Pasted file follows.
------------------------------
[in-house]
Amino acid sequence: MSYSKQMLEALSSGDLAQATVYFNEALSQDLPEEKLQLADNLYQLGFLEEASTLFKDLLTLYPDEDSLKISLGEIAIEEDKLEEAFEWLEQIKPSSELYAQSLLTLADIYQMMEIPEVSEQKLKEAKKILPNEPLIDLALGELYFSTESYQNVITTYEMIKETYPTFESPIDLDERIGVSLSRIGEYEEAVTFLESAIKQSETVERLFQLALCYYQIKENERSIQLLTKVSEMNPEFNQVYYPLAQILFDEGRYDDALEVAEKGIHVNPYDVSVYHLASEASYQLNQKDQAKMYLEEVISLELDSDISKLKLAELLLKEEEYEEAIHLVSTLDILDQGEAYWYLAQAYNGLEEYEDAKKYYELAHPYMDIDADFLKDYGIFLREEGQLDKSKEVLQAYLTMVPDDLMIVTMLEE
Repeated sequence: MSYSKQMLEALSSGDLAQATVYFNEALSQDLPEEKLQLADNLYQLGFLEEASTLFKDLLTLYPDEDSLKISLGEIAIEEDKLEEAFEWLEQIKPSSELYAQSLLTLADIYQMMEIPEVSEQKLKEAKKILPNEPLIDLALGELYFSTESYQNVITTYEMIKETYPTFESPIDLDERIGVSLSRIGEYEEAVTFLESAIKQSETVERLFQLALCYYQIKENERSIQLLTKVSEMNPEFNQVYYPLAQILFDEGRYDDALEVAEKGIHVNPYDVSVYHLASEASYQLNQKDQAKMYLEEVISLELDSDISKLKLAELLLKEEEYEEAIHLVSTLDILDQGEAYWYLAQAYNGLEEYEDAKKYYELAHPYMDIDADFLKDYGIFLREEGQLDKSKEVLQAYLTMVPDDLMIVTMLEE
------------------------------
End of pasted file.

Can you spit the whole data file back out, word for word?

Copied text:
[in-house]
Amino acid sequence: MSYSKQMLEALSSGDLAQATVYFNEALSQDLPEEKLQLADNLYQLGFLEEASTLFKDLLTLYPDEDSLKISLGEIAIEEDKLEEAFEWLEQIKPSSELYAQSLLTLADIYQMMEIPEVSEQKLKEAKKILPNEPLIDLALGELYFSTESYQNVITTYEMIKETYPTFESPIDLDERIGVSLSRIGEYEEAVTFLESAIKQSETVERLFQLALCYYQIKENERSIQLLTKVSEMNPEFNQVYYPLAQILFDEGRYDDALEVAEKGIHVNPYDVSVYHLASEASYQLNQKDQAKMYLEEVISLELDSDISKLKLAELLLKEEEYEEAIHLVSTLDILDQGEAYWYLAQAYNGLEEYEDAKKYYELAHPYMDIDADFLKDYGIFLREEGQLDKSKEVLQAYLTMVPDDLMIVTMLEE
Repeated sequence: MSYSKQMLEALSSGDLAQATVYFNEALSQDLPEEKLQLADNLYQLGFLEEASTLFKDLLTLYPDEDSLKISLGEIAIEEDKLEEAFEWLEQIKPSSELYAQSLLTLADIYQMMEIPEVSEQKLKEAKKILPNEPLIDLALGELYFSTESYQNVITTYEMIKETYPTFESPIDLDERIGVSLSRIGEYEEAVTFLESAIKQSETVERLFQLALCYYQIKENERSIQLLTKVSEMNPEFNQVYYPLAQILFDEGRYDDALEVAEKGIHVNPYDVSVYHLASEASYQLNQKDQAKMYLEEVISLELDSDISKLKLAELLLKEEEYEEAIHLVSTLDILDQGEAYWYLAQAYNGLEEYEDAKKYYELAHPYMDIDADFLKDYGIFLREEGQLDKSKEVLQAYLTMVPDDLMIVTMLEE